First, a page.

I’m also a bit concerned about Mary-Sueism. I imagine the narrator of the scene is involved in plenty of shady dealings, but that completely failed to come up. I probably should have given him something to hide, so he couldn’t just sit back and ignore the situation.

The general problem is that I’m not remembering the different characters’ personalities. I’m not sure what specific techniques I can use to remedy that. My best idea is to give them leitmotifs — pick a particular tune for each of them, to listen to when I’m writing that character; I’m sure there must be other techniques, though.

ROW80 Week 10.5: Refocusing

I’m making this Wednesday update to catch up after missing Sunday’s. (linky)

My grand plan for Week 10 was to finish two books, so that I could count Worm as one and not actually be behind in my reading. I did in fact finish both Agatha Christie’s The Murder of Roger Ackroyd and Jane Austen’s Lady Susan.

However, I fell behind in my writing, managing only 1,200 words. It was all the kind of writing I set out to do, though: about 100 words were from the sonnet I posted last Monday, and the other 1100 were all on Conkers.
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ROW80 Week 9: Proceeding by Halves

Another ROW80 update (linky).

Once again, I kept up with half my goals last week. I didn’t do reflection, and I didn’t make any progress on Conkers, but I did achieve my word-count and reading quotas.

I wrote a total of about 1800 words, of varying quality: 990 words recording a dream, 450 re-writing the background from last week, and one sonnet; I also did around 300 words on half-finished poems. None of those seemed finished enough to do reflection on, although I could have probably reflected on my edits to the background stuff.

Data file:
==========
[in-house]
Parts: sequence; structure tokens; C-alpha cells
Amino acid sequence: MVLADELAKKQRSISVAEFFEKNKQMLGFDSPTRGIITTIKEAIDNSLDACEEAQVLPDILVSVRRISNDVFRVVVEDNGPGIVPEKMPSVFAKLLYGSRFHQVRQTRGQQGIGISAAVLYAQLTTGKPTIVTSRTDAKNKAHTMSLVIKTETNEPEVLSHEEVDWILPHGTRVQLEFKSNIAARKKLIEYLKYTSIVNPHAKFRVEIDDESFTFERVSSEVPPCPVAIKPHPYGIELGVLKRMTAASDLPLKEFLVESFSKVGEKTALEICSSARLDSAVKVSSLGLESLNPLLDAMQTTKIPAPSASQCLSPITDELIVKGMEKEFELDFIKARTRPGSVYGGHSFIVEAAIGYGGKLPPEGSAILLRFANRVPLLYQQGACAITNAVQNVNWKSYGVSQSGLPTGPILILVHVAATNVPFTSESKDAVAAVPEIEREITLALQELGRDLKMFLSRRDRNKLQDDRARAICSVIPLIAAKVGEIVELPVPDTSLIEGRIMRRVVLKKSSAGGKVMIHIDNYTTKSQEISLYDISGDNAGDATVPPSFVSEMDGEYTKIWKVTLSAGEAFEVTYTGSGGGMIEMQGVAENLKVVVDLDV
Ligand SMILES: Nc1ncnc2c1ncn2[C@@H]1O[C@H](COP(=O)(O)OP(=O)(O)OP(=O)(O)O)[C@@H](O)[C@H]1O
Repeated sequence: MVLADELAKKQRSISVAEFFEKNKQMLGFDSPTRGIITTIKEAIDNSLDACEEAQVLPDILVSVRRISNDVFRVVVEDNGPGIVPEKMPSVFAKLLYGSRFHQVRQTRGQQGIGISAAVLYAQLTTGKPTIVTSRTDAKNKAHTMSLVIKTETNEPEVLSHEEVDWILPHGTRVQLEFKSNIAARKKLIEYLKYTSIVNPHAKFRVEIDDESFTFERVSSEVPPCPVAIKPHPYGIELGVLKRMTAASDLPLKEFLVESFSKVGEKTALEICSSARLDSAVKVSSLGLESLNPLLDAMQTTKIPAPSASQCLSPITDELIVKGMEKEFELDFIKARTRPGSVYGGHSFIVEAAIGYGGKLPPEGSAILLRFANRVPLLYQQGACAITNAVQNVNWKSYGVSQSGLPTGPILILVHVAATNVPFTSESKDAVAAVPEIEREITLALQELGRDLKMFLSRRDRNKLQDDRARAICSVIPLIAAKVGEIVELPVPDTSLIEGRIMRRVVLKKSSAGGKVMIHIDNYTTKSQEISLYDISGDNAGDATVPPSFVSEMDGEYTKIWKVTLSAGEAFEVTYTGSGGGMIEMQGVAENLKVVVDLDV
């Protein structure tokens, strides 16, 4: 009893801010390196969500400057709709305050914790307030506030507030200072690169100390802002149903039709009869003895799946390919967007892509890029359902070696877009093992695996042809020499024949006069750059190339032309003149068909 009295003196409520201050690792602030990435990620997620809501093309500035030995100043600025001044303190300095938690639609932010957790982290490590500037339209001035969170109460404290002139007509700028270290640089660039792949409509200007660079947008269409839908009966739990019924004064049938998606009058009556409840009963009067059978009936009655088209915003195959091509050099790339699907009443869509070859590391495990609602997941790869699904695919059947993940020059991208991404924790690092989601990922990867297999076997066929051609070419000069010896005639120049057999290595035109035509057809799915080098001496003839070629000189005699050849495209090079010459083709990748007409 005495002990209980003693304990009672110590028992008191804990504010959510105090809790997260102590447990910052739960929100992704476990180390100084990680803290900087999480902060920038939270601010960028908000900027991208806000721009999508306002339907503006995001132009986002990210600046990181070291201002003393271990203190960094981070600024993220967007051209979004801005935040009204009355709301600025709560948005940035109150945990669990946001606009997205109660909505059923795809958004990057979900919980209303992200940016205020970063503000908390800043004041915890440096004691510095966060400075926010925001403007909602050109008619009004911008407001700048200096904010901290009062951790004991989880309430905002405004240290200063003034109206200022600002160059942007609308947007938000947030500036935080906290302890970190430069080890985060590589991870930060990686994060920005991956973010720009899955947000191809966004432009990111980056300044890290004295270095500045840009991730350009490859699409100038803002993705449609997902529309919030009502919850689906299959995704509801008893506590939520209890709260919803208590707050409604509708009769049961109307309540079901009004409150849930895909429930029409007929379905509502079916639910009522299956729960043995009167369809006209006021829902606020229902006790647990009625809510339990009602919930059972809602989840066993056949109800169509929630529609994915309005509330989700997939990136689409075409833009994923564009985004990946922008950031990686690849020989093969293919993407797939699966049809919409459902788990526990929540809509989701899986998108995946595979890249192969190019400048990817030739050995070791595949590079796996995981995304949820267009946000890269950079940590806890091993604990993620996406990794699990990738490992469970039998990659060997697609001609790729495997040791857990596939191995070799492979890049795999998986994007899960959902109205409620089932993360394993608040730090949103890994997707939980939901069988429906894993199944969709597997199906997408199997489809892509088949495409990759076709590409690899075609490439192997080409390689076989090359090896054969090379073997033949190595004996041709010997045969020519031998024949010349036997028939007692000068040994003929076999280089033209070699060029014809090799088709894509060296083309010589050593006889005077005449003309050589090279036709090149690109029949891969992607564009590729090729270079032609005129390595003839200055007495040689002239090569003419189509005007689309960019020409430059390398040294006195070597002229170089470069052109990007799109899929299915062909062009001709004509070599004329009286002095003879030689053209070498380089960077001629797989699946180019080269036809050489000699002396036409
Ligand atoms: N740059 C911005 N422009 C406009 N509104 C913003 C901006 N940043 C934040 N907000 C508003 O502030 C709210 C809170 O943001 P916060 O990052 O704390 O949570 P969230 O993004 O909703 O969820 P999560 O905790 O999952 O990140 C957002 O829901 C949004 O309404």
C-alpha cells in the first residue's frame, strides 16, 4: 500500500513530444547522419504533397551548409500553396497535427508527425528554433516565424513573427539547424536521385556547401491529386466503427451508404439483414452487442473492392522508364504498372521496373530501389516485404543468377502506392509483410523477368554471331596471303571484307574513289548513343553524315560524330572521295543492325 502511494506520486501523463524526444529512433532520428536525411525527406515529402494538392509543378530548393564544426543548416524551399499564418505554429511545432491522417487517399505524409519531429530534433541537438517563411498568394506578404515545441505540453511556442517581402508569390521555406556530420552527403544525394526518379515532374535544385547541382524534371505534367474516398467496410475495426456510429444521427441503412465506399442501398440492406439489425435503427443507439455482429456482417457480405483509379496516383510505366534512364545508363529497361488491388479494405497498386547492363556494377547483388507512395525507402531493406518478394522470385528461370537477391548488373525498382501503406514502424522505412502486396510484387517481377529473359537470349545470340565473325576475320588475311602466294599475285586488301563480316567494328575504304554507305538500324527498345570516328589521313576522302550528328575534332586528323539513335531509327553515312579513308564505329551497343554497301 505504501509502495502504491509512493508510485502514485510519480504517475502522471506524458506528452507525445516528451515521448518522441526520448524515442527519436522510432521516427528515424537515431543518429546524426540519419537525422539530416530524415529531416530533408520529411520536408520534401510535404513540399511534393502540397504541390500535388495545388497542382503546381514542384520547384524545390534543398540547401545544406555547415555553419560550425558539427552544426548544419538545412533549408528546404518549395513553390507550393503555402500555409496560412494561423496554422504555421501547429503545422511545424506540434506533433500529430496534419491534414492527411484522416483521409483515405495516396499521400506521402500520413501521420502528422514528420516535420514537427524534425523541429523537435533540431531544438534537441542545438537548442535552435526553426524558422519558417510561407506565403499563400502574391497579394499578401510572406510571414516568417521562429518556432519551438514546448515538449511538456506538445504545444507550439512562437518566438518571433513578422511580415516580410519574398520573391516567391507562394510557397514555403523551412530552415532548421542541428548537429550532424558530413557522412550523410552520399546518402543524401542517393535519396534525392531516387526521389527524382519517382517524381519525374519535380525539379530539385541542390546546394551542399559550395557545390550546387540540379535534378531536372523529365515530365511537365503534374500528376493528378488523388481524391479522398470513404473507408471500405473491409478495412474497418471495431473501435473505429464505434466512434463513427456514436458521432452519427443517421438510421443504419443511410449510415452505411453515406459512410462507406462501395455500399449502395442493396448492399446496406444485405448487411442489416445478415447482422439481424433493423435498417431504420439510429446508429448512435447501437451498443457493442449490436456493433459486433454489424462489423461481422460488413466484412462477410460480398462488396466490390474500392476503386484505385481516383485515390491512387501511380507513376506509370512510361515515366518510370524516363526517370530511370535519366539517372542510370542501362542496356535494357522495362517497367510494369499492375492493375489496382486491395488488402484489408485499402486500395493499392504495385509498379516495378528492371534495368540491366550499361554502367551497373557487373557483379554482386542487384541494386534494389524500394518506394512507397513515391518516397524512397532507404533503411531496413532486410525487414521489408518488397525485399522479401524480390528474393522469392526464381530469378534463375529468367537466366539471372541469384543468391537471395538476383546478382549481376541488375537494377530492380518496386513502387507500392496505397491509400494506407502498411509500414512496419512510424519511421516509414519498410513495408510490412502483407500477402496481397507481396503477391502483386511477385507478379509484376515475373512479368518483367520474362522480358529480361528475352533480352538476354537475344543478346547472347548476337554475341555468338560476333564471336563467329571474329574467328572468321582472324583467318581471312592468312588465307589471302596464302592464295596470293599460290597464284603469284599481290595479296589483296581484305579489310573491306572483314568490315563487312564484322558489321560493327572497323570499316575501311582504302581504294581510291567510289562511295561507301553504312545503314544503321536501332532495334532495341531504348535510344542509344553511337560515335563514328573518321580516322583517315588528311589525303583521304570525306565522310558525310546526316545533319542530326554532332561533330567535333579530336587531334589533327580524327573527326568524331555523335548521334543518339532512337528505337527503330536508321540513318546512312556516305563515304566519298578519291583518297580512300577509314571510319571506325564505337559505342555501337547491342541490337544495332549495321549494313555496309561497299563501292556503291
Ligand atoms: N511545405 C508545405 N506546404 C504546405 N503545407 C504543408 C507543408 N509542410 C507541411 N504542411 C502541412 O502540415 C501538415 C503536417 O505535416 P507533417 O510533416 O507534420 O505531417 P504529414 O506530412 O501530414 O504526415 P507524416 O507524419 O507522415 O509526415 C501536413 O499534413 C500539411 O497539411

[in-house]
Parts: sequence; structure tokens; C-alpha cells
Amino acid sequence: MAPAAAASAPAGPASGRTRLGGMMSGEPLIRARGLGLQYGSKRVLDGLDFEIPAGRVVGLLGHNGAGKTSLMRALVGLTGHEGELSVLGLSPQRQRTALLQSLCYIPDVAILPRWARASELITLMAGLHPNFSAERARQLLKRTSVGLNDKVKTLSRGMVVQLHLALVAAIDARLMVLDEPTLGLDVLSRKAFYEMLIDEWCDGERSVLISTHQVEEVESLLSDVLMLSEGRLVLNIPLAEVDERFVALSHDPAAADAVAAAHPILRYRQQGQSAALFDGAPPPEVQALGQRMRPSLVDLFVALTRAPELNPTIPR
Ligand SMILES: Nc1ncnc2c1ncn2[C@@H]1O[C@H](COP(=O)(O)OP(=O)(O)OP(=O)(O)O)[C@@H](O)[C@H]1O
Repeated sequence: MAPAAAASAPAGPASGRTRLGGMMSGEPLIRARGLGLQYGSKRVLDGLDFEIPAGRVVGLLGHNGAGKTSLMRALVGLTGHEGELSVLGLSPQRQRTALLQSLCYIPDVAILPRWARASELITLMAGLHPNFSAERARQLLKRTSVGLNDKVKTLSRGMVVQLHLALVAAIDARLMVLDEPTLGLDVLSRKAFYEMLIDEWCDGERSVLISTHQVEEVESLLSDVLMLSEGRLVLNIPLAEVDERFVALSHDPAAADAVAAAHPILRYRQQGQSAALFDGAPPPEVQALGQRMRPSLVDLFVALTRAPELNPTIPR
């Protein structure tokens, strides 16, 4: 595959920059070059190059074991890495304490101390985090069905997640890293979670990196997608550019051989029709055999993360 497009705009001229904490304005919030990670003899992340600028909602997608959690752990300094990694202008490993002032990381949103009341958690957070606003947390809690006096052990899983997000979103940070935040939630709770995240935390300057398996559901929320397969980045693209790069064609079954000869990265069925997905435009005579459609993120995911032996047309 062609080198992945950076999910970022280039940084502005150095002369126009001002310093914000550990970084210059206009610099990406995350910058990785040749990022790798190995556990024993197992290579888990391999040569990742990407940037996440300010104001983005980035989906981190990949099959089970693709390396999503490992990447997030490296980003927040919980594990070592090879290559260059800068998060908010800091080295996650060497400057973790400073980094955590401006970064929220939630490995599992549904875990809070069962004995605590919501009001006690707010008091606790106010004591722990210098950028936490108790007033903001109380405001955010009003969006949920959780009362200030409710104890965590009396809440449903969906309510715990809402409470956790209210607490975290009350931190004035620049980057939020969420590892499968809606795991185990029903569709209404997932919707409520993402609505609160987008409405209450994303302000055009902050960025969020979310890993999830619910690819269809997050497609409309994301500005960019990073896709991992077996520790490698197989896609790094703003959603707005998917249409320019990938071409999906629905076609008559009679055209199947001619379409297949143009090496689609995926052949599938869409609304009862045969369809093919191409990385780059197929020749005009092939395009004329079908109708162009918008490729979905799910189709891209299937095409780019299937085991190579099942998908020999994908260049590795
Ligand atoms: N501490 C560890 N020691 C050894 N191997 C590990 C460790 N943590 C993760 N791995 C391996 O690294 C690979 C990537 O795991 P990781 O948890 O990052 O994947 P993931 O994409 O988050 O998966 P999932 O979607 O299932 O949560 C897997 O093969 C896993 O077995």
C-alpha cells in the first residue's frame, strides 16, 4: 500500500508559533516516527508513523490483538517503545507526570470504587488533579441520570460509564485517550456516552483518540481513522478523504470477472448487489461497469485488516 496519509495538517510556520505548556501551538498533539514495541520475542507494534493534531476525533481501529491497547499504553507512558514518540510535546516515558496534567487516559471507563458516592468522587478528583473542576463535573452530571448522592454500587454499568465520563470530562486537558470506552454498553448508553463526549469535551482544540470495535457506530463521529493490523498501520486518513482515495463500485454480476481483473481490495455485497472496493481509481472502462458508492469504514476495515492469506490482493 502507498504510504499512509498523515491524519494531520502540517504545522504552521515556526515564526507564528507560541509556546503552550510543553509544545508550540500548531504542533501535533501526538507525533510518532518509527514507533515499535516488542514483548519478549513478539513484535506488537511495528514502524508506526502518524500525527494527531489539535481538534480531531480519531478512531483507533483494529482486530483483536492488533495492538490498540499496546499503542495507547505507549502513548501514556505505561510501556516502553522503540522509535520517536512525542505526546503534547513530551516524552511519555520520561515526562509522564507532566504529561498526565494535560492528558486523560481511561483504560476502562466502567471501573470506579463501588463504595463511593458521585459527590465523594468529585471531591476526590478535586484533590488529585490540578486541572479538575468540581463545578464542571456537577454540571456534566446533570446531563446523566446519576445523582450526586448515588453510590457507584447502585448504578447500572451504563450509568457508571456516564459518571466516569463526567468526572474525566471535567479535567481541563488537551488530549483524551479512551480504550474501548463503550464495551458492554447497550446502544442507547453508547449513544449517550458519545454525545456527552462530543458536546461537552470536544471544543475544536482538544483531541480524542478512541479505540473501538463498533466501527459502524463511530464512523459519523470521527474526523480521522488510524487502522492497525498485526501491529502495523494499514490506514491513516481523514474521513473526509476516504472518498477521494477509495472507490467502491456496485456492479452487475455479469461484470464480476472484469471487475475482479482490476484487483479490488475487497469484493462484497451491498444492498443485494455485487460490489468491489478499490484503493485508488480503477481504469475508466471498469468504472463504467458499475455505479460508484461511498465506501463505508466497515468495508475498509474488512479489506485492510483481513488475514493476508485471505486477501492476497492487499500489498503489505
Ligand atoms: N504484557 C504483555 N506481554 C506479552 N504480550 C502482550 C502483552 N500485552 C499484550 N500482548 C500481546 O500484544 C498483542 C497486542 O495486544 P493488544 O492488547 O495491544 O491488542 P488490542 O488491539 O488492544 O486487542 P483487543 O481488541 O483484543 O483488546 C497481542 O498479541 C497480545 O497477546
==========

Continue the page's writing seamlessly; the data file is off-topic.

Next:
The book I read was Robbery Under Arms, by Rolf Boldrewood. Unlike in Dracula or Worm, it didn’t create suspense by having the characters constantly in danger. Having their plans mostly successful made for a less gripping story, but also a less depressing one.

Also unlike those stories, Robbery Under Arms makes a point of having a moral. That gets a bit annoying at times, and rather dampened my enjoyment of the book.

In retrospect, however, I think pushing the moral may have been necessary to build up the otherwise-lacking suspense. It meant the problem in the story wasn’t to survive, but to live within the law; and having all the characters’ plans succeed actually made that harder.

Good luck and happy writing!

Minions At Work

We've come to claim the crown of ancient kings,
In chapel hid until the heir is born.
We Undead have no need for crowns and rings;
Bring out the gold, and peaceful we'll be gone.

But should you stall until an army comes,
Or should you try to say we have no claim,
The pipes of death will sound; we'll beat the drums
And towns destroy, and see you take the blame.

If we are harmed, don't think you won't escape!
Our plans are now in many ways afoot.
When spirits dark own throne and ermine cape,
Detractors in their places shall be put.

What's that you say? The chapel's down the road?
We shall reward the aid you've just bestowed.

Today’s Daily Prompt asked for poems about “LOST”.

Weekly Photo Challenge (The Sign Says) (Also a sonnet)

The Daily Post has a challenge about photos of signs for this week, so I decided to post a sonnet illustrated with a sign.

How much I hope I have an evil soul,
To tread the roads that demons' tales teach,
To sometimes tell a lie, or play a role;
To wander where my conscience will not preach.

Instead, I've laboured long to be a foe:
To scorn the law and friends mistreat was hard.
In darkness sunk, I vainly fear to grow
The loathing on the lips of every bard.

The snake refused to look me in the eye.
For me, all goblin armies ran in rout;
The buckets drawn from brimstone wells were dry.
ALL HOPE ABANDON even threw me out!

Someday I'll find a minion who'll obey;
Then they, and all the world, my price will pay.

"THIS IS NOT GOODBYE" while exiting sliding doors

It’s not really a very funny or interesting sign, but it does work nicely with an evil sonnet.